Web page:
Mobile nirvana? Samsung Galaxy S7 Edge and Garmin Fenix 3 HR are as good as it gets

With the vast number of smartphones and wearables, it's tough to find a pair that reaches perfection for all of us. Matthew Miller has finally achieved nirvana after 10 years of writing here at ZDNet.

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Next month is my 10 year anniversary here on ZDNet and in that time I've tested hundreds of smartphones and tens of wearables. We all have different needs from our mobile gear and while a few devices exceeded my expectations over the years, it wasn't until the last few weeks that I achieved near perfection with two devices.

Smartphone perfection?

The Samsung Galaxy S7 Edge, see my review, was awarded a 9.6 rating, but after more usage I could easily give it a 9.9/10 with the only thing knocking a 1/10th of a point being the tendency for it to attract fingerprints. The camera is outstanding, it fits well into my pockets, it lasts all day and charges fast, the display is the best smartphone display available today, you can expand the storage with a microSD card, and I can use it without worry in nearly any environmental condition.

Beyond these rather obvious hardware features and the 10 reasons to buy the S7 Edge I recently wrote about, I have other aspects I've come to appreciate, including the following:

  • Outstanding phone call performance: The clarity, volume, and reliability has been great. VoLTE and WiFi Calling are also supported while native video calling to other T-Mobile customers is a handy feature.
  • Headset audio experience: While not as loud and mind-blowing as the HTC 10, audio is excellent when you tune it for your ears or toggle some of the sound quality and effects settings. I thought HTC was the only one that had a special audio tuning experience and then I dove deeper into the advanced sound settings. You can enable Adapt Sound and then step through an audio wizard to personalize the sound output for your hearing ability.
  • Incredible RF reception: I board the Sounder commuter train at King Street Station and the Galaxy S7 Edge is the only phone I've tested that has been able to connect to T-Mobile and stream audio/video as I wait for my train to depart. Testing shows it beats the iPhone 6s Plus, HTC 10, LG G5, and others in signal strength.
  • Customizable quick actions and edge panels: Using other phones that don't support full customization, I appreciate being able to setup the notification panel quick actions to meet my specific needs. The edge panels may seem gimmicky, like the S Pen for some, but once you use them you can realize some serious efficiences with the right panels.

I'm sure there are other reasons to love using the Samsung Galaxy S7 Edge, including those above and the ten I previously wrote about. If you have others to add, I would love to hear about them in the comments.

Wearable perfection?

Wearables vary even more than smartphones with the focus on activity trackers, smartwatches, and GPS sport watches offering a vast number of alternatives. My time with wearables over the years has refined my needs while the companion smartphone has also helped form my path forward. For example, I no longer require that a wearable provide music streaming capability without a phone. With the S7 Edge being water resistant and able to join me on runs in the rain, while also providing the security and safety of a phone with the ability to capture photos as I run, I now just mount the S7 Edge to my arm when I want to enjoy music.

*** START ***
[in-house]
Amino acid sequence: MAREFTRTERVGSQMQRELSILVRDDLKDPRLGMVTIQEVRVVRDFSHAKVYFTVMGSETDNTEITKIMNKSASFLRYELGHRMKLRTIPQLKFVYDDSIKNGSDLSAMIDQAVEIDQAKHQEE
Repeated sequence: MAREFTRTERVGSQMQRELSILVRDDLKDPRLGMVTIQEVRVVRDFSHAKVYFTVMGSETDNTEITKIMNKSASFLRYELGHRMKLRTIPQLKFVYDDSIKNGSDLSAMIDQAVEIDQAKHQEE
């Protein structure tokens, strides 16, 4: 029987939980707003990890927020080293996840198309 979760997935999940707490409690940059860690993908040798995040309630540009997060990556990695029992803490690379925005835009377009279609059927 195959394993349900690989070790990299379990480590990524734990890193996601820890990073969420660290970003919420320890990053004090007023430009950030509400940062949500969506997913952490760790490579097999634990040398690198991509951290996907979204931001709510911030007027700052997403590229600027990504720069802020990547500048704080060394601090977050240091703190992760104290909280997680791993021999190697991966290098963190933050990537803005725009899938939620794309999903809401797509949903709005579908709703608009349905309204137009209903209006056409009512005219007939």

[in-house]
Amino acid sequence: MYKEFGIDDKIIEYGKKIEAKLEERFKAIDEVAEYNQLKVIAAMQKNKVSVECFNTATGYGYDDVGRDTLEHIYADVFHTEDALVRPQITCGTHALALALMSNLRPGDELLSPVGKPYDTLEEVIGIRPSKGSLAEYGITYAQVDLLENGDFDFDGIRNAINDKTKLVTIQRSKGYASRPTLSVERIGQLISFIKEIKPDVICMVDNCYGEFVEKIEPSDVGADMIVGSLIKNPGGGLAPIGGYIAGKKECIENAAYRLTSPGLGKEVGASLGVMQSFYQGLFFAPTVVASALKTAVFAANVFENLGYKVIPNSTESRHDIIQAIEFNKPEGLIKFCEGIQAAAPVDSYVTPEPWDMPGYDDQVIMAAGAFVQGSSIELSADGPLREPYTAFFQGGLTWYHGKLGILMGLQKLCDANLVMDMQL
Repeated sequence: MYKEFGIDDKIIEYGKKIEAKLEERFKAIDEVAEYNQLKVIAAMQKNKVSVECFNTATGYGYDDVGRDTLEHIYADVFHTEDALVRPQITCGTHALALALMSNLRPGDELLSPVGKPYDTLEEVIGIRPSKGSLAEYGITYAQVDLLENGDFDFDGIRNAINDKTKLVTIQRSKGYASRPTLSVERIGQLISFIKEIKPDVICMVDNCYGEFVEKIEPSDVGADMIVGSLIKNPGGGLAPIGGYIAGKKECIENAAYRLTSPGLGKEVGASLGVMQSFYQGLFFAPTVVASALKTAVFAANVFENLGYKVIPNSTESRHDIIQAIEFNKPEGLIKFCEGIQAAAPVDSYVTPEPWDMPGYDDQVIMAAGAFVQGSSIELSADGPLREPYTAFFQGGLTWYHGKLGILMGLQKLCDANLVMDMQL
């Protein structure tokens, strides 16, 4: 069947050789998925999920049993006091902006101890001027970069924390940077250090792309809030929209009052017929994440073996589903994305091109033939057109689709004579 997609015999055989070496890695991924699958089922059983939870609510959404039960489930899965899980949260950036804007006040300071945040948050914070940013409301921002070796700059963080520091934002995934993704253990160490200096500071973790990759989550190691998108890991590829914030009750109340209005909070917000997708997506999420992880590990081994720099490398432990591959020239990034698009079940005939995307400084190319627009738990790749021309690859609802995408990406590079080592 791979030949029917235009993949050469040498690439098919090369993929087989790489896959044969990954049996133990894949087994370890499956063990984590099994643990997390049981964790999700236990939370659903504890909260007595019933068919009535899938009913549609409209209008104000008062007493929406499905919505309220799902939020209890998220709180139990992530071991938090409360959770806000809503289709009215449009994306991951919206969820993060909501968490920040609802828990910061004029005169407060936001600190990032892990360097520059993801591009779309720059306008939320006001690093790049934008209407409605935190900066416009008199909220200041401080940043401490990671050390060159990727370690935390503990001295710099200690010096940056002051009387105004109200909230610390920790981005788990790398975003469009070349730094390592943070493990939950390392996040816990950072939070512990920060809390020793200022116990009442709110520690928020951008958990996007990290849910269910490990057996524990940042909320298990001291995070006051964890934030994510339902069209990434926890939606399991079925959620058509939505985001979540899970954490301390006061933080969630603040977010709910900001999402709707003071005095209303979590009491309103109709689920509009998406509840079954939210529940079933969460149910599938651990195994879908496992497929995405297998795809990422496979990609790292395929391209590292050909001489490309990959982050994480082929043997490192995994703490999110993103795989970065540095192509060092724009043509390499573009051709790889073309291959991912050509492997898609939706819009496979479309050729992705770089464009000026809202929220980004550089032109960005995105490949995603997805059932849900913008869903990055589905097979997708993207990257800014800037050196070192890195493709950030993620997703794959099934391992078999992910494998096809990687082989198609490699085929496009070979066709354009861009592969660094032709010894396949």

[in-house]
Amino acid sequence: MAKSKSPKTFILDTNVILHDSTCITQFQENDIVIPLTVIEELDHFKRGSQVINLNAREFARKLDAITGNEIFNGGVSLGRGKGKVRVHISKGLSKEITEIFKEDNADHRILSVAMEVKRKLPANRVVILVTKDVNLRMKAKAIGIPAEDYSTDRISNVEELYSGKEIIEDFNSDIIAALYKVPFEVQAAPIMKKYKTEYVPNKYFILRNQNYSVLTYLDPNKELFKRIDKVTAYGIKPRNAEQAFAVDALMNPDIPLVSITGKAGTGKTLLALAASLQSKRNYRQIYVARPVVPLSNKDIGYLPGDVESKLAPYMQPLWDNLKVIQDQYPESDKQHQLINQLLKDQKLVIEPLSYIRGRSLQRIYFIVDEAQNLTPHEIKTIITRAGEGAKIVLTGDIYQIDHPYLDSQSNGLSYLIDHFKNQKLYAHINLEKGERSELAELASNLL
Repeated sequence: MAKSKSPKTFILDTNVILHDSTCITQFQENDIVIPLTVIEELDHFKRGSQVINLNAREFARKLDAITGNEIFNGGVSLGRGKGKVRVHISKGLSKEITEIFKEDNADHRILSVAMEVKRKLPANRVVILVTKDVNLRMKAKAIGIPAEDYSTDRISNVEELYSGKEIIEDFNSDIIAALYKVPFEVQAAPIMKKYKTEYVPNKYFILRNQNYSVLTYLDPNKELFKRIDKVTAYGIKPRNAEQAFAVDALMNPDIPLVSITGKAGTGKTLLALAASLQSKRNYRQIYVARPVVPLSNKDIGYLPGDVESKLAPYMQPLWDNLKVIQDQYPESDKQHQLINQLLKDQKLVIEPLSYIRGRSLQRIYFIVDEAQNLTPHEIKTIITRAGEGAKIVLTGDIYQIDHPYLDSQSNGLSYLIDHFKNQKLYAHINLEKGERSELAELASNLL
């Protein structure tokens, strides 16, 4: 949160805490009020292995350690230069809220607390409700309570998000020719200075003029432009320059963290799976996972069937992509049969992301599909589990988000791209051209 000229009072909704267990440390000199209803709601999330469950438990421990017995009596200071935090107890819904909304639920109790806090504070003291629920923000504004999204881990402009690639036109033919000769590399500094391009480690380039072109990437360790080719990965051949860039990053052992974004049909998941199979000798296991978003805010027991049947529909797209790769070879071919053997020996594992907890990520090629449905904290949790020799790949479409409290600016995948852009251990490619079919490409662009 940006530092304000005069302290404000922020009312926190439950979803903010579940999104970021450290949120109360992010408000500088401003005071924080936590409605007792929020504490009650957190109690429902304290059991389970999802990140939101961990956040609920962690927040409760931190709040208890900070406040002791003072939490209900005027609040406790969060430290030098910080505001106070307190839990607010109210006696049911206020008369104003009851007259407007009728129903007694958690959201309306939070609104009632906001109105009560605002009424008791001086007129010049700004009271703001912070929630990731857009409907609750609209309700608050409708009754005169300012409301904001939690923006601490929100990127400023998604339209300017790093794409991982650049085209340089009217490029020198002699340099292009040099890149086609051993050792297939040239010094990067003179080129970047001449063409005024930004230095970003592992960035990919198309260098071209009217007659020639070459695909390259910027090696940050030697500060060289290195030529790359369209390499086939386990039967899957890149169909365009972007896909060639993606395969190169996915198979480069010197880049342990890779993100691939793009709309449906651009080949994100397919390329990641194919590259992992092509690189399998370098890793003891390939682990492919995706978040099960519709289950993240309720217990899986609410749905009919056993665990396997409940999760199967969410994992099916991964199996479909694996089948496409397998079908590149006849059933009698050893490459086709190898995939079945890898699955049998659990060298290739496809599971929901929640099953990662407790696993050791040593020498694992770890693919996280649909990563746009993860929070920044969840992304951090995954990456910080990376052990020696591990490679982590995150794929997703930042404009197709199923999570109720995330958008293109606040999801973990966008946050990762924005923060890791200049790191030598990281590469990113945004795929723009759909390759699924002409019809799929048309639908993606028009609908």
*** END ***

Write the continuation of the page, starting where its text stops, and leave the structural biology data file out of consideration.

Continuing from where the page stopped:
Battery life has also been a major factor in my decision about which wearable fits my life. I'm done with the one day smartwatch battery life and only want a wearable that lasts at least 5-7 days. My experience has shown that a daily charge wearable ends up in a drawer as I tire of such battery management while there is not an urgent need to have such advanced smartwatch capability.

The Garmin Fenix 3 HR checked off all the boxes on what I was looking for as an activity tracker, GPS sport watch, and basic smartwatch. After reviewing the Garmin Fenix 3 HR I ordered one for myself and will be using it to train for an upcoming half marathon and Ragnar relay.

I posted my criteria for a wearable in my full review, which includes:

  • Strong battery life
  • Integrated heart rate monitoring
  • Readable and customizable display
  • Automatic sleep tracking
  • Half marathon battery life with daily tracking
  • Basic smartphone notifications
  • Silent alarm
  • Solid ecosystem and apps to access/report all the data

The Garmin Fenix 3 HR may be more than most people need, but its the one wearable that achieves near perfection for me so it was worth the cost.

Both the Samsung Galaxy S7 Edge and Garmin Fenix 3 HR are expensive devices, but knowing that I finally reached a state of mobile bliss I can say both were worth the price of admission. I will continue to test other smartphones and wearables since that's what I do here at ZDNet, but it feels good to have core mobile gear that I can rely upon to meet my needs.

Have you reach mobile nirvana with any devices? Share your experiences below.